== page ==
Quantifying and understanding variations in star formation
By Sami Dib (Heidelberg Univ. - Max Planck Institute for Astronomy | Copenhagen Univ. - Niels Bohr Institute)
Tuesday 16 Oct
Place: Seminari DAM
Star formation is a multi-physics, multi-scale process. The multiplicity of physical processes and scales can generate a significant amount of scatter in the outcome of star formation, in particular in terms of key quantities such as the stellar initial mass function (IMF), the star formation rate (SFR), and the star formation efficiency (SFE). By analyzing large data sets that are becoming increasingly available, one can now assess whether variations do actually exist, quantify them, and attempt to explain them via a comparison with (a range of) theoretical models.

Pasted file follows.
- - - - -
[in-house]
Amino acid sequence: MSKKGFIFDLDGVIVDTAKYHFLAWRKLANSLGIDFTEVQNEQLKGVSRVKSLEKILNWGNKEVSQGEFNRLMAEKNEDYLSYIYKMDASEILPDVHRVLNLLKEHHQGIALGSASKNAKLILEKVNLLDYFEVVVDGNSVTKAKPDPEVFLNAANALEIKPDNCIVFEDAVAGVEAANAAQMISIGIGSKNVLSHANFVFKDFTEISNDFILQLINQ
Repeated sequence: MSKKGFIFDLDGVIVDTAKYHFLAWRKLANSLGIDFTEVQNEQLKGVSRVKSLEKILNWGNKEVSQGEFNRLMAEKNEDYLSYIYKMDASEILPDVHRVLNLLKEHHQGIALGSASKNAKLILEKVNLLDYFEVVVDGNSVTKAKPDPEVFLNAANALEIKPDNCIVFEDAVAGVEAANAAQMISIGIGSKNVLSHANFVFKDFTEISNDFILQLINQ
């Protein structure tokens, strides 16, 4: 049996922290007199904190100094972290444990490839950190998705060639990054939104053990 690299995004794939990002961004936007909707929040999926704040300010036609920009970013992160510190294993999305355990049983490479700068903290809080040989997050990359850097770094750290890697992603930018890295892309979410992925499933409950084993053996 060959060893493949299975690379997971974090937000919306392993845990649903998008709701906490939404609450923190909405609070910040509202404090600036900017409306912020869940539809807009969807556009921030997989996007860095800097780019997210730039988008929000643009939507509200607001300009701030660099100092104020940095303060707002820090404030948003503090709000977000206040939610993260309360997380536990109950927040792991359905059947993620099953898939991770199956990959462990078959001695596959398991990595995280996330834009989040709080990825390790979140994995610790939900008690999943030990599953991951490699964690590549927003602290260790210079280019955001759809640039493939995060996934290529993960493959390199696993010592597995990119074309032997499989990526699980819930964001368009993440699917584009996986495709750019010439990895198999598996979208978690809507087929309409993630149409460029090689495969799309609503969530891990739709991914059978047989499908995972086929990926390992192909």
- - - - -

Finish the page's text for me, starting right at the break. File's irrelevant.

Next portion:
I will illustrate this by presenting examples related to the IMF in young Galactic stellar clusters and to the star formation scaling relations in nearby galaxies. I will show that current data argues against a universal IMF in Galactic stellar clusters. I will also argue that the star formation scaling relations on galactic scales should include a description of the role of several other physical quantities, instead of being understood in terms of a mere dependence of the SFR on the density of the star forming gas.